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Live Review: Florence + The Machine, Jack Ladder & The Dreamlanders

16 November 2015 | 2:47 pm | Mick Radojkovic

"When Welch asked us to embrace and touch our neighbour and strip a piece of clothing off, the crowd enthusiastically complied."

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It was big and beautiful, but while there was very little blue sky for the opening Sydney Opera House forecourt performance from Florence + The Machine, they blew us away.

Jack Ladder & The Dreamlanders was the perfect choice of support for the evening. Perhaps not used to playing such grand venues, Ladder, Donny Benet and company (sans Kirin J Callinan unfortunately) looked more than comfortable on the big stage. Ladder's guttural, monotonic croon rang out true with the early punters as he delivered tracks from Hurtsville and Playmates. Performing in such a venue with such lofty company can only work to expose this local gem to a wider audience, and it's about time.

The rain abated on cue as Florence Welch and her Machine hit the stage to rapturous applause, diving in to What The Water Gave Me. The second song, Ship To Wreck, found Welch disappearing from the stage, only to appear at the peak of the Opera House steps among her adoring fans. Prime photo opportunity! This was in no way peaking too soon for Welch. Her presence on stage was nothing short of captivating and if her flowing red hair and bare feet didn't give her the persona of a goddess, her angelic voice did.

Welch gave us so much in her performance — pirouetting from one side of the stage to the other, waving her hair maniacally and clearly enjoying every second — that when she asked us to put away our phones before Cosmic Love, we did. When she asked us to get up on someone's shoulders in Rabbit Heart, we did. When she asked us to jump in Shake It Out, we did. How could we not?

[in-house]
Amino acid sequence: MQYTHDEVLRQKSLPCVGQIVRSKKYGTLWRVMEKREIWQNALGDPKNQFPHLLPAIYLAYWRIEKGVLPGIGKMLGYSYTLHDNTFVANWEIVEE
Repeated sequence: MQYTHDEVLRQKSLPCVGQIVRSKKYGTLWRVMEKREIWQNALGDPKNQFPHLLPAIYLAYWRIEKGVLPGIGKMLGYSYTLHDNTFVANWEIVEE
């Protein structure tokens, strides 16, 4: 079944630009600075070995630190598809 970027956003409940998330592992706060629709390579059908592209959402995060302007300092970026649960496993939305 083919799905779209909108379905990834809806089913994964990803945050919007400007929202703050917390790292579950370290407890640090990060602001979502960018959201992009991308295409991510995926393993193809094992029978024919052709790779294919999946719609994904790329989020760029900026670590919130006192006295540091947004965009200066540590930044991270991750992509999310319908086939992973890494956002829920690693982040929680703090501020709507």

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With the topic of sound levels at the Sydney Opera House being in the news, it is worth noting that Welch's vocals could have done with being a notch higher. Her soaring, beautiful vocals should have been all-encompassing, rather than having to battle with the off-key wailings from your neighbour. Having said that, the 11-piece band behind Welch gave the set such a driving force. The horns were magnificent in What Kind Of Man and the harp beautifully delicate in You've Got The Love. In celebration of Neil Young's birthday, we were treated to a cover of Neil Young's Only Love Can Break Your Heart which obviously meant a lot to Welch, but sadly fell decidedly flat with the crowd.

The celebration of love and joy during Dog Days Are Over was overwhelming. When Welch asked us to embrace and touch our neighbour and strip a piece of clothing off, the crowd enthusiastically complied and before we knew it plastic ponchos were being swung with wild abandon. None of us were going to let the wet night beat us.

A small shower returned serendipitously during the encore of Mother before the finale of Drumming Song prompted a huge singalong and highlighted how bright Welch shines, bringing light to the dark on the steps of our national monument.